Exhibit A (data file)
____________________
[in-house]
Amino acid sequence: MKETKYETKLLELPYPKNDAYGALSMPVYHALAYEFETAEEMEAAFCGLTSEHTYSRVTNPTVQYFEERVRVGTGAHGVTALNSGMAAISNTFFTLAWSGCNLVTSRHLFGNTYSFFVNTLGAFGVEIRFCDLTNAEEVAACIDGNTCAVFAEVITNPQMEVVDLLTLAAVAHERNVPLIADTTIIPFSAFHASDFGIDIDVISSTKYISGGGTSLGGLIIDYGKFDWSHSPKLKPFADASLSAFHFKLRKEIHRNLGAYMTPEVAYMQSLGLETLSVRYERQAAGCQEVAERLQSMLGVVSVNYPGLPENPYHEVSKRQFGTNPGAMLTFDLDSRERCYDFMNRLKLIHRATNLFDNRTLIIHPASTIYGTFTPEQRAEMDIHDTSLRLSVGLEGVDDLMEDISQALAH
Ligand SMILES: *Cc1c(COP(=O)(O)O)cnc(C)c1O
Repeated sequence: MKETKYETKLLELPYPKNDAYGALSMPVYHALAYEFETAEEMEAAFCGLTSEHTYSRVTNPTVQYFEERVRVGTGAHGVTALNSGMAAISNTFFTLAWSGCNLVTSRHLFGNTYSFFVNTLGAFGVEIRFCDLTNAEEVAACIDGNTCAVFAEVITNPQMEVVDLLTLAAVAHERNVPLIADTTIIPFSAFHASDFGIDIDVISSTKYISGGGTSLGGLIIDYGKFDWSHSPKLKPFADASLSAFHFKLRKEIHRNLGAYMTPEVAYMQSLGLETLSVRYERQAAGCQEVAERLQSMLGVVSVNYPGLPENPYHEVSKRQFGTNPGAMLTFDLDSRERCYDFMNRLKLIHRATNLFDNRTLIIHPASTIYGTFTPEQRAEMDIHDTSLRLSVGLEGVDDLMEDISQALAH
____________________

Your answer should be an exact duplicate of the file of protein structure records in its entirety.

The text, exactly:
[in-house]
Amino acid sequence: MKETKYETKLLELPYPKNDAYGALSMPVYHALAYEFETAEEMEAAFCGLTSEHTYSRVTNPTVQYFEERVRVGTGAHGVTALNSGMAAISNTFFTLAWSGCNLVTSRHLFGNTYSFFVNTLGAFGVEIRFCDLTNAEEVAACIDGNTCAVFAEVITNPQMEVVDLLTLAAVAHERNVPLIADTTIIPFSAFHASDFGIDIDVISSTKYISGGGTSLGGLIIDYGKFDWSHSPKLKPFADASLSAFHFKLRKEIHRNLGAYMTPEVAYMQSLGLETLSVRYERQAAGCQEVAERLQSMLGVVSVNYPGLPENPYHEVSKRQFGTNPGAMLTFDLDSRERCYDFMNRLKLIHRATNLFDNRTLIIHPASTIYGTFTPEQRAEMDIHDTSLRLSVGLEGVDDLMEDISQALAH
Ligand SMILES: *Cc1c(COP(=O)(O)O)cnc(C)c1O
Repeated sequence: MKETKYETKLLELPYPKNDAYGALSMPVYHALAYEFETAEEMEAAFCGLTSEHTYSRVTNPTVQYFEERVRVGTGAHGVTALNSGMAAISNTFFTLAWSGCNLVTSRHLFGNTYSFFVNTLGAFGVEIRFCDLTNAEEVAACIDGNTCAVFAEVITNPQMEVVDLLTLAAVAHERNVPLIADTTIIPFSAFHASDFGIDIDVISSTKYISGGGTSLGGLIIDYGKFDWSHSPKLKPFADASLSAFHFKLRKEIHRNLGAYMTPEVAYMQSLGLETLSVRYERQAAGCQEVAERLQSMLGVVSVNYPGLPENPYHEVSKRQFGTNPGAMLTFDLDSRERCYDFMNRLKLIHRATNLFDNRTLIIHPASTIYGTFTPEQRAEMDIHDTSLRLSVGLEGVDDLMEDISQALAH